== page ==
As the global life expectancy rises, women are outliving men and outpacing them as centenarians.
A Canadian study found the number of people living to 100 and beyond has risen over 70 percent in the last 15 years. Researchers from the Institute for Clinical Evaluative Sciences looked at data from approximately 1.8 million people 65 and over and found that the number of centenarians in Ontario has risen from 1,069 in 1995 to 1,842 in 2010. What's more is that a staggering 85 percent of these centenarians are women.
"Our study highlights that older people are living longer, and women make up a significant proportion of centenarians," lead author Paula Rochon said in a release. "The predominance of women among those of advanced age challenges us to consider tailoring health and social care to meet their particular needs."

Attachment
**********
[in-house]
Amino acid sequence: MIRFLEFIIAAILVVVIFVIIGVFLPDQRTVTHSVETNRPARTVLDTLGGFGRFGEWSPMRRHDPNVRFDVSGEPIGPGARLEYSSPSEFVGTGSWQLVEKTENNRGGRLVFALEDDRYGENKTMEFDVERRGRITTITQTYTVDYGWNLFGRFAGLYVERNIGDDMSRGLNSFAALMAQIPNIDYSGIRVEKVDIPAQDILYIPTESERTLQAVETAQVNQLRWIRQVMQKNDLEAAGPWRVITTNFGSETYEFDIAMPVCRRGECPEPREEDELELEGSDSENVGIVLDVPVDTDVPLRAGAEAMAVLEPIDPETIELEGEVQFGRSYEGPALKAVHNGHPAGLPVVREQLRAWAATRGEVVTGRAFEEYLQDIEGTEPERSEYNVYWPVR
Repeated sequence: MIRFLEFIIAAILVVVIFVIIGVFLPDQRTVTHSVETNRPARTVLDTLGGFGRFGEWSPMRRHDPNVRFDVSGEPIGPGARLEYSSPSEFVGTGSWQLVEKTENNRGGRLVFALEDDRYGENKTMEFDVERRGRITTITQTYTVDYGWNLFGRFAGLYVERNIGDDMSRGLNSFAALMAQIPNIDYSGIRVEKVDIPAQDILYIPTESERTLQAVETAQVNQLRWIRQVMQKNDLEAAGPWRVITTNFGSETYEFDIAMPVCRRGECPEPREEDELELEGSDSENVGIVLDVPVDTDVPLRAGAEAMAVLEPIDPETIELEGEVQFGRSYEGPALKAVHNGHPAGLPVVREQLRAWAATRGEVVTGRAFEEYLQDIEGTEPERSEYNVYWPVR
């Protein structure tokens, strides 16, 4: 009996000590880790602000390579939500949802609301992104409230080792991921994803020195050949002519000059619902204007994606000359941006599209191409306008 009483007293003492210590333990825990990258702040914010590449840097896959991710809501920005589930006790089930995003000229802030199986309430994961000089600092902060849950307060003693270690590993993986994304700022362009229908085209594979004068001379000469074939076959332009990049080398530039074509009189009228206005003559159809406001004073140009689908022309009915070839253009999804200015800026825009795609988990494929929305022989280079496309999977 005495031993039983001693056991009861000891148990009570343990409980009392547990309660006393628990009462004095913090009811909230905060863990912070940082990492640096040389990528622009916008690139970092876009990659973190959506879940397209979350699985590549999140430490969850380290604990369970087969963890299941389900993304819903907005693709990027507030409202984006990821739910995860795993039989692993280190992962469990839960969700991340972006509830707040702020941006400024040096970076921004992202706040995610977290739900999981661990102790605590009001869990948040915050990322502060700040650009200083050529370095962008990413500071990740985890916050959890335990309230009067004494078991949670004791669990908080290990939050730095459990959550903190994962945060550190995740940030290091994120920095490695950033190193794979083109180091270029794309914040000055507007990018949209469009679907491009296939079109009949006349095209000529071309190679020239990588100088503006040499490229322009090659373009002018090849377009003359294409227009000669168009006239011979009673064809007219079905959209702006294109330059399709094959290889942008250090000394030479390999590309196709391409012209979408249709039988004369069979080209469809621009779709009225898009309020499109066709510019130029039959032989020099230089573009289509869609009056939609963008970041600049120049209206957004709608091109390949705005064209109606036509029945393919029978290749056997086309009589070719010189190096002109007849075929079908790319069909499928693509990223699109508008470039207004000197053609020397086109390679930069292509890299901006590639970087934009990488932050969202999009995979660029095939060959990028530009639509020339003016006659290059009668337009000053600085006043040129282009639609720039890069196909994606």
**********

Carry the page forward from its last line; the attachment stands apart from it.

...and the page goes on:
Researchers also looked at the health care services provided to the older adults as well as their living arrangements. Over 95 percent of the individuals saw a primary care physician in the year preceding the study and many were prescribed preventive medications like statins.
Global life expectancy has risen from 64 in 1990 to 70 in 2010, according to the World Health Organization. While women are expected to live four years longer than men at birth, the findings are some of the first to look at a large population of centenarians and their health habits. Experts believe women outlive men due to a delay in the onset of cardiovascular health issues like heart attack and stroke, compared with men.
Rochon hopes the findings will help improve health care strategies for the aging population and also help policy makers. "We need a better understanding of who centenarians are, and how and when they use the health care system in order to improve their health service delivery," Rochon said.